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Active Investment

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Active funds in Australia land some punches

In Australia, the preference for passive funds is nowhere near as strong as it is globally. Australians added to their active funds in 2019 and 2020, and there's a type of active fund that is especially benefitting.

Too much, too fast: four ways we are investing now

There are plenty of reasons for pessimism as the market has recovered too strongly, but quality stocks with good earnings growth and strong cash generation and balance sheets are still available.

Income investing during COVID-19 demands a dual technique

Falling dividends and the uncertain outlook deliver challenges for income generation, but a dual approach of short-term income and long-term sustainability should ensure a portfolio continues to perform.

The paradox of passive investing

The rapid rise in investments into passive vehicles is having a distortive effect on markets as the flows are prone to sudden reversals. The cheap cost may come with a paradoxical result.

Passive investment – an unwitting oxymoron

Making a passive investment requires an active decision, and since index-based funds are structured using market prices, they build in influences of the active factor of price momentum.

The difficulties picking fund manager winners

It's difficult for investors to find active fund managers that consistently outperform the market over multiple periods, and the claim that active managers do better in falling markets also lacks recent evidence.

Your bond questions answered

Cuffelinks reader, James, has some additional questions covering: bonds for capital gain or income, bonds in a growth strategy, passive vs active investing, unconstrained bond funds and duration risk.

Interview with David Bell, CIO, AUSCOAL Super

David Bell discusses his new role as Chief Investment Officer at AUSCOAL Super, as well as the many challenges of managing a public superannuation fund portfolio in the current environment.

What types of people should manage your money?

Different styles of investing are suited to different types of people. Knowing which style is best suited to your character and temperament can make a big difference to your investment outcomes.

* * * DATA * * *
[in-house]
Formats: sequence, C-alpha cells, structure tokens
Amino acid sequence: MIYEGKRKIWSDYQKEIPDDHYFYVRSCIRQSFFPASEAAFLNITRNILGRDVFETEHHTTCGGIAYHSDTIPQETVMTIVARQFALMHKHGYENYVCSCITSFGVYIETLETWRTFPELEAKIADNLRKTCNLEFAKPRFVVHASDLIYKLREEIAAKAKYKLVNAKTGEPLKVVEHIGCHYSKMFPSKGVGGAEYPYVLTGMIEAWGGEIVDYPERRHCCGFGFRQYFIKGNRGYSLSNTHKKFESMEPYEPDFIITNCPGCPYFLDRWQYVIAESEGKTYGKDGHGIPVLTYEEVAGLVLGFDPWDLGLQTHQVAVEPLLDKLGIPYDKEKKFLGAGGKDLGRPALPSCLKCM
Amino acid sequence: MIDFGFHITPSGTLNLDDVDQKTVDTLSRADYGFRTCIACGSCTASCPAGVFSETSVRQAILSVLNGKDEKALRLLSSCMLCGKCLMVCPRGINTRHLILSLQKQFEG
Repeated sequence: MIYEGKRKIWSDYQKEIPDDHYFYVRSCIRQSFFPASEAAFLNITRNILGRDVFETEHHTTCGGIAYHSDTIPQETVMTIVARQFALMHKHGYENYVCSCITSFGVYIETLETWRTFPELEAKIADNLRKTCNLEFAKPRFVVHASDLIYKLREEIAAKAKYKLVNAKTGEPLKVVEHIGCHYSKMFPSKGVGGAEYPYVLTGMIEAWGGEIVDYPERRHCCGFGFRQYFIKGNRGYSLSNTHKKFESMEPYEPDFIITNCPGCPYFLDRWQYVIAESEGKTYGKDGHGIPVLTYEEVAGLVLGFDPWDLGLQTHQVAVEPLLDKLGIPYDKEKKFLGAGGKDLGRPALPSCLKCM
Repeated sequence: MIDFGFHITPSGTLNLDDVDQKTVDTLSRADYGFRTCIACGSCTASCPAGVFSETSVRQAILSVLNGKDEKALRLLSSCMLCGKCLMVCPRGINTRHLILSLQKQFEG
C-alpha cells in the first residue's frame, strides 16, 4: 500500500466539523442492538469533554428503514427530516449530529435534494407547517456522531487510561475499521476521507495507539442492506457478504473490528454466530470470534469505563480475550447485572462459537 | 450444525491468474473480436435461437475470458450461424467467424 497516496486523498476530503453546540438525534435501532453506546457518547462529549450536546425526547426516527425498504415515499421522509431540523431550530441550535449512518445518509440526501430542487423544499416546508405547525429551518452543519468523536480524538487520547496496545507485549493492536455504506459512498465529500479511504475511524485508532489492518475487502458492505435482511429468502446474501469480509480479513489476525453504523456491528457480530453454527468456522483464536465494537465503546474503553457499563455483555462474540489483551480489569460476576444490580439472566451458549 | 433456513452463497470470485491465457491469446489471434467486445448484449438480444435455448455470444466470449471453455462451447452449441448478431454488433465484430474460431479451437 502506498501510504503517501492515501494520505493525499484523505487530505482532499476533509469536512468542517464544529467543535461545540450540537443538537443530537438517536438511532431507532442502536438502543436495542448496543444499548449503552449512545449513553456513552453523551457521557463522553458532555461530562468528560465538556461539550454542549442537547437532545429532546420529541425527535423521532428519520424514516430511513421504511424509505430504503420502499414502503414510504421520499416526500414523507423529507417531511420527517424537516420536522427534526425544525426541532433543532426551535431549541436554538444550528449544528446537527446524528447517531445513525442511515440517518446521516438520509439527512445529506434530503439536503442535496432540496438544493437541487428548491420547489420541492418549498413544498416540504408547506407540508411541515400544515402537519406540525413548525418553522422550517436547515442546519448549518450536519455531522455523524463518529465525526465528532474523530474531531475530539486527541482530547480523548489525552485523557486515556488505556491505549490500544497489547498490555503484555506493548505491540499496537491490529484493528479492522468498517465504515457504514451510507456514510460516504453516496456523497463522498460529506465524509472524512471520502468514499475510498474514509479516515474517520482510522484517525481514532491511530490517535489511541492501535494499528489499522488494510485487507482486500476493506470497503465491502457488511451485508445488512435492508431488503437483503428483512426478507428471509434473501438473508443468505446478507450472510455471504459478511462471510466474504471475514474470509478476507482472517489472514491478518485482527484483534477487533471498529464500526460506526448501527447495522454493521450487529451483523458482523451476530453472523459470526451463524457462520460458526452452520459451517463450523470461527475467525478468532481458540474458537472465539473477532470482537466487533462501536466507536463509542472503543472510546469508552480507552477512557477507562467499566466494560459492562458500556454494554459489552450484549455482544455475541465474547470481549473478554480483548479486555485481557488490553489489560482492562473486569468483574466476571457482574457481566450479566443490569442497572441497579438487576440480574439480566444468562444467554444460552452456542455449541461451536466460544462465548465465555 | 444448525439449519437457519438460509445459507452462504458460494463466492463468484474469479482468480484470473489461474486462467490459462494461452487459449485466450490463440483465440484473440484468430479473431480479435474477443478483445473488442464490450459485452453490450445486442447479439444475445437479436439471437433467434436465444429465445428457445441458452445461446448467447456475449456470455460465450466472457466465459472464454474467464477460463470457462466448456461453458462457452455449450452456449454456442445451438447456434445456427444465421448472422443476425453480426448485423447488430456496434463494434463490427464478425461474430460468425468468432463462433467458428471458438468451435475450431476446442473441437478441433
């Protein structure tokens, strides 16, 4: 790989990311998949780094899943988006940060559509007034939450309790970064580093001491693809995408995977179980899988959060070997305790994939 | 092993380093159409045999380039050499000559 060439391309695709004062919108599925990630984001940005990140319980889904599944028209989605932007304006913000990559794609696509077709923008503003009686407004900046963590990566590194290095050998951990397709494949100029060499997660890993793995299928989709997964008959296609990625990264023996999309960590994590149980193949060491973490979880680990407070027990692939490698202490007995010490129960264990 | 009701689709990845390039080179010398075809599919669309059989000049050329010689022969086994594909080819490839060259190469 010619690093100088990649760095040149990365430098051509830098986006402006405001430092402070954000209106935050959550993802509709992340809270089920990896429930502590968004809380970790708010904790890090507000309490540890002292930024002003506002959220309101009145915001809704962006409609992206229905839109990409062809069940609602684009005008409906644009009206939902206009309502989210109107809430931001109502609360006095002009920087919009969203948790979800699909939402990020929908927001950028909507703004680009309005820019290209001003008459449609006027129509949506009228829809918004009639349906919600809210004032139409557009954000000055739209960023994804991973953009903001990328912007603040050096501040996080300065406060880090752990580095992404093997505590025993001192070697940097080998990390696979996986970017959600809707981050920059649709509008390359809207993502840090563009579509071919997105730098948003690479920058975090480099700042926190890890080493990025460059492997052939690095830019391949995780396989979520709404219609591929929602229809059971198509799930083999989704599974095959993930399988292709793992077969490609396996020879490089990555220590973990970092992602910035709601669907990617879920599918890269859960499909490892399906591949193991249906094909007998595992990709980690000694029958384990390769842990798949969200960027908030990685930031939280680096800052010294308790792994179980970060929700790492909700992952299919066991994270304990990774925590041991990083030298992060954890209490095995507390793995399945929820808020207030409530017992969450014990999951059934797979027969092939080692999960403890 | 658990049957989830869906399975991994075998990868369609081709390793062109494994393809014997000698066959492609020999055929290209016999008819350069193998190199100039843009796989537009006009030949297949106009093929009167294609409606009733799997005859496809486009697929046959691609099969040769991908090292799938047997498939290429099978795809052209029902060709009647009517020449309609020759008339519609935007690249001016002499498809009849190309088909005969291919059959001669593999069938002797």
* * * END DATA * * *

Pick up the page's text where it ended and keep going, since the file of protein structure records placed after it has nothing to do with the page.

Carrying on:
Just when my portfolio was set for the long term …

Investment is more art than science, and even an investor who prefers a 'buy and hold' long term strategy will need to adjust the portfolio. When you think your portfolio is finally set, something will happen to test your resolve.

Most viewed in recent weeks

Unexpected results in our retirement income survey

Who knew? With some surprise results, the Government is on unexpected firm ground in asking people to draw on all their assets in retirement, although the comments show what feisty and informed readers we have.

10 reasons wealthy homeowners shouldn't receive welfare

The RBA Governor says rising house prices are due to "the design of our taxation and social security systems". The OECD says "the prolonged boom in house prices has inflated the wealth of many pensioners without impacting their pension eligibility." What's your view?

Three all-time best tables for every adviser and investor

It's a remarkable statistic. In any year since 1875, if you had invested in the Australian stock index, turned away and come back eight years later, your average return would be 120% with no negative periods.

The looming excess of housing and why prices will fall

Never stand between Australian households and an uncapped government programme with $3 billion in ‘free money’ to build or renovate their homes. But excess supply is coming with an absence of net migration.

Five stocks that have worked well in our portfolios

Picking macro trends is difficult. What may seem logical and compelling one minute may completely change a few months later. There are better rewards from focussing on identifying the best companies at good prices.

Six COVID opportunist stocks prospering in adversity

Some high-quality companies have emerged even stronger since the onset of COVID and are well placed for outperformance. We call these the ‘COVID Opportunists’ as they are now dominating their specific sectors.

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